7. The photo-mask of claim 6 which is used for the production of an optical memory element.
8. The photo-mask of claim 6 wherein said mask substrate is of a material selected from a group consisting of glass, acryl resins and epoxy resins.
9. The photo-mask of claim 6 wherein said multi-layer dielectric film comprises SiO2.
10. The photo-mask of claim 6 wherein said multi-layer dielectric film comprises CeO.
11. The photo-mask of claim 6 wherein said multi-layer dielectric film comprises TiO2.
12. The photo-mask of claim 6 wherein said multi-layer dielectric film comprises Al2 O3.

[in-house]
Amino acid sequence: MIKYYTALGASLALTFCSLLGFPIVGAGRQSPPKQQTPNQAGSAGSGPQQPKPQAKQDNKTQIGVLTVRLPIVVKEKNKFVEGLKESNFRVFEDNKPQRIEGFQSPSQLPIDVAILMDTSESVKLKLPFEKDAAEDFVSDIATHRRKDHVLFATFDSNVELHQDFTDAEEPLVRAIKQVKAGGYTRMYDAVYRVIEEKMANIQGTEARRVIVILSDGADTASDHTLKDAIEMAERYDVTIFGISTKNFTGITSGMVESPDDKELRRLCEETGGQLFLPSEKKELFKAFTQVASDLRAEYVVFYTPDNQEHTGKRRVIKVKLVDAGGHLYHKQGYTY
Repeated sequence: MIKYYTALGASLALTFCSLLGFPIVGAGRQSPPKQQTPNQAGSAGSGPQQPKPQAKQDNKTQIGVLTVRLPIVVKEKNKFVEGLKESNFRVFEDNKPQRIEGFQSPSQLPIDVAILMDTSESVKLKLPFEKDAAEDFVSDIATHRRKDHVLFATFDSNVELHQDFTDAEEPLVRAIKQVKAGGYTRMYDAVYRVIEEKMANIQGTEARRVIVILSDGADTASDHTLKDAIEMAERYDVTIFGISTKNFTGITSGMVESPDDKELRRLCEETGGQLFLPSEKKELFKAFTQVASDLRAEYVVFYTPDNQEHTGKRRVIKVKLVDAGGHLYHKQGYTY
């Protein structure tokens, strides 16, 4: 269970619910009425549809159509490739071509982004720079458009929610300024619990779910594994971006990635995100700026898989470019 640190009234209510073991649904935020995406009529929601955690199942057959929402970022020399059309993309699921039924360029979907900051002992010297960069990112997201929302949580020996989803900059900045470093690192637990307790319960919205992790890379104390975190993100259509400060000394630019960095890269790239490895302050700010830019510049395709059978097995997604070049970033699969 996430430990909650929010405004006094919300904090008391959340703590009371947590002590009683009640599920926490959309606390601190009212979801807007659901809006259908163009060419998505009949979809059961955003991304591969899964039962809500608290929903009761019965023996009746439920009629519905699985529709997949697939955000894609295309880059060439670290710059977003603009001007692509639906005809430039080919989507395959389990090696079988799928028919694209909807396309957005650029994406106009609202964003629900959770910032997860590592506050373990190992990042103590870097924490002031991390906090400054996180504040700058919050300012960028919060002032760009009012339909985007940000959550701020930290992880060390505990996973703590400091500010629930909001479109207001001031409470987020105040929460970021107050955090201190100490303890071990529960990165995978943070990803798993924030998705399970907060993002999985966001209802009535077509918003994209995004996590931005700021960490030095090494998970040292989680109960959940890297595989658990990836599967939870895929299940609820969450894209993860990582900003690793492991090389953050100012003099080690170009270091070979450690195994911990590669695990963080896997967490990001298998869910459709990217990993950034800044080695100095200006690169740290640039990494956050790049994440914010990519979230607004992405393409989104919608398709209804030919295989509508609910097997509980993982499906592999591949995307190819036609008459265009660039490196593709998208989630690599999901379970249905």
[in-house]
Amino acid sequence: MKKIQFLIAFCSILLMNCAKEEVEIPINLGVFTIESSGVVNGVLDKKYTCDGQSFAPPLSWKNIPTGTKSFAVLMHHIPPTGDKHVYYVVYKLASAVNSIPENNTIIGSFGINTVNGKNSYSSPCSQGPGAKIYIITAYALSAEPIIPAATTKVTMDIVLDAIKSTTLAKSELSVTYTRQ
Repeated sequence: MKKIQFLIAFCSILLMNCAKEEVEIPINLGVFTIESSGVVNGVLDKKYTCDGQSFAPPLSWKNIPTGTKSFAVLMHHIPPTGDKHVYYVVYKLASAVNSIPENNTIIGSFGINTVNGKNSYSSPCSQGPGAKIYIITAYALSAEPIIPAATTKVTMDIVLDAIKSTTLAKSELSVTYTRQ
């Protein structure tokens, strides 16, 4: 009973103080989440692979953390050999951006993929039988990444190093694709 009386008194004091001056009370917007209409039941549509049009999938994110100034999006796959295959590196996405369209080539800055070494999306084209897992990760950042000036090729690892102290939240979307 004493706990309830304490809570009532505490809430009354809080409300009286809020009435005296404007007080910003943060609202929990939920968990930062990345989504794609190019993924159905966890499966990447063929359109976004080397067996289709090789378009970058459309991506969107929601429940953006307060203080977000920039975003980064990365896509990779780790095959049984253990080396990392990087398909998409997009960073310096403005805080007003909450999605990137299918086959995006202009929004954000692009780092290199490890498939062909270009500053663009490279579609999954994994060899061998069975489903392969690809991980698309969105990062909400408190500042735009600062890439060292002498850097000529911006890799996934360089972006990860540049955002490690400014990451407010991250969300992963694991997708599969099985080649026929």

13. The photo-mask of claim 6 wherein said multi-layer dielectric film comprises MgF.
Description
BACKGROUND OF THE INVENTION

This invention relates to a photo-mask and in particular to a photo-mask to be used for the production of a substrate for an optical memory element.

Recently, the importance of optical memory elements as large-capacity high-density memory devices has been increasing. Depending on the manner in which they are used, optical memory elements can be divided into the following three categories: the read-only type, the add-on type and the erasable type. Of these, optical memory elements used as add-on or erasable memories are generally provided with guide tracks for guiding a light beam to a desired position thereon for recording, reading or erasing information as well as addresses for identifying the individual tracks. If tracks are further divided into sectors for managing the stored information, sector numbers may also be provided on the tracks.